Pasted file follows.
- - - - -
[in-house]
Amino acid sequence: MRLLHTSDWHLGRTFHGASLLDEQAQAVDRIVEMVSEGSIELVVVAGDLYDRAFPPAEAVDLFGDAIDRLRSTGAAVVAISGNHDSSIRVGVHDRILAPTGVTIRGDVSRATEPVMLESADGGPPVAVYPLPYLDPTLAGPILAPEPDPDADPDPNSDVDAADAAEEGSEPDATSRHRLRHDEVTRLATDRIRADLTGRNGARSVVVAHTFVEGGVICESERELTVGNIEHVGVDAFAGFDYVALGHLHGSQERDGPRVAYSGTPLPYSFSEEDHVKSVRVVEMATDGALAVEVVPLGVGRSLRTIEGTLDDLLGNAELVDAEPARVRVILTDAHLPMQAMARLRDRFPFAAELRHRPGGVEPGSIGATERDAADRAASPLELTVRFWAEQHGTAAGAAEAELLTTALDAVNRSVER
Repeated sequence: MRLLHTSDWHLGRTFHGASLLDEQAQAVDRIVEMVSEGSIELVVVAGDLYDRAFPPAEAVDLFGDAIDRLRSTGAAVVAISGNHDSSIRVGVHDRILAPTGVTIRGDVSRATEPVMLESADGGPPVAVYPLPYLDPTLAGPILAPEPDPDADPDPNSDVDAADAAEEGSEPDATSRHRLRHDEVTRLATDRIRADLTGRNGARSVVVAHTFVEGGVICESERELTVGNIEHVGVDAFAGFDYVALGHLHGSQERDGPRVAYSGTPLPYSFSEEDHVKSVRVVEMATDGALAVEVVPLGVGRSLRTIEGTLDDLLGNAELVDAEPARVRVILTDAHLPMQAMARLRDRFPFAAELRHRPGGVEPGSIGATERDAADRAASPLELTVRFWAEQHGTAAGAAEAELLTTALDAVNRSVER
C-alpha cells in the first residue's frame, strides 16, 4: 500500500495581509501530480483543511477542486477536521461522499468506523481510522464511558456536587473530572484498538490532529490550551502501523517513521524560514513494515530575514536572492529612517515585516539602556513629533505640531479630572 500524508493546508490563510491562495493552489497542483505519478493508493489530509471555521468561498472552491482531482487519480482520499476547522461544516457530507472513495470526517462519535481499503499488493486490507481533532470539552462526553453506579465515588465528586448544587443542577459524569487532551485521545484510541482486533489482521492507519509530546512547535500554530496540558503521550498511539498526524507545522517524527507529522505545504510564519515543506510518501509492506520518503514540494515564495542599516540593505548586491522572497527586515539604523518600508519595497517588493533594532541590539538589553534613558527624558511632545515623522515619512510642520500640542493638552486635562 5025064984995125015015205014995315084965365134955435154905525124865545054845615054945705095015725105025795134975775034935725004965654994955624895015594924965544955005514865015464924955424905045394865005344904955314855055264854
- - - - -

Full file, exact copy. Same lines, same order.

[in-house]
Amino acid sequence: MRLLHTSDWHLGRTFHGASLLDEQAQAVDRIVEMVSEGSIELVVVAGDLYDRAFPPAEAVDLFGDAIDRLRSTGAAVVAISGNHDSSIRVGVHDRILAPTGVTIRGDVSRATEPVMLESADGGPPVAVYPLPYLDPTLAGPILAPEPDPDADPDPNSDVDAADAAEEGSEPDATSRHRLRHDEVTRLATDRIRADLTGRNGARSVVVAHTFVEGGVICESERELTVGNIEHVGVDAFAGFDYVALGHLHGSQERDGPRVAYSGTPLPYSFSEEDHVKSVRVVEMATDGALAVEVVPLGVGRSLRTIEGTLDDLLGNAELVDAEPARVRVILTDAHLPMQAMARLRDRFPFAAELRHRPGGVEPGSIGATERDAADRAASPLELTVRFWAEQHGTAAGAAEAELLTTALDAVNRSVER
Repeated sequence: MRLLHTSDWHLGRTFHGASLLDEQAQAVDRIVEMVSEGSIELVVVAGDLYDRAFPPAEAVDLFGDAIDRLRSTGAAVVAISGNHDSSIRVGVHDRILAPTGVTIRGDVSRATEPVMLESADGGPPVAVYPLPYLDPTLAGPILAPEPDPDADPDPNSDVDAADAAEEGSEPDATSRHRLRHDEVTRLATDRIRADLTGRNGARSVVVAHTFVEGGVICESERELTVGNIEHVGVDAFAGFDYVALGHLHGSQERDGPRVAYSGTPLPYSFSEEDHVKSVRVVEMATDGALAVEVVPLGVGRSLRTIEGTLDDLLGNAELVDAEPARVRVILTDAHLPMQAMARLRDRFPFAAELRHRPGGVEPGSIGATERDAADRAASPLELTVRFWAEQHGTAAGAAEAELLTTALDAVNRSVER
C-alpha cells in the first residue's frame, strides 16, 4: 500500500495581509501530480483543511477542486477536521461522499468506523481510522464511558456536587473530572484498538490532529490550551502501523517513521524560514513494515530575514536572492529612517515585516539602556513629533505640531479630572 500524508493546508490563510491562495493552489497542483505519478493508493489530509471555521468561498472552491482531482487519480482520499476547522461544516457530507472513495470526517462519535481499503499488493486490507481533532470539552462526553453506579465515588465528586448544587443542577459524569487532551485521545484510541482486533489482521492507519509530546512547535500554530496540558503521550498511539498526524507545522517524527507529522505545504510564519515543506510518501509492506520518503514540494515564495542599516540593505548586491522572497527586515539604523518600508519595497517588493533594532541590539538589553534613558527624558511632545515623522515619512510642520500640542493638552486635562 5025064984995125015015205014995315084965365134955435154905525124865545054845615054945705095015725105025795134975775034935725004965654994955624895015594924965544955005514865015464924955424905045394865005344904955314855055264854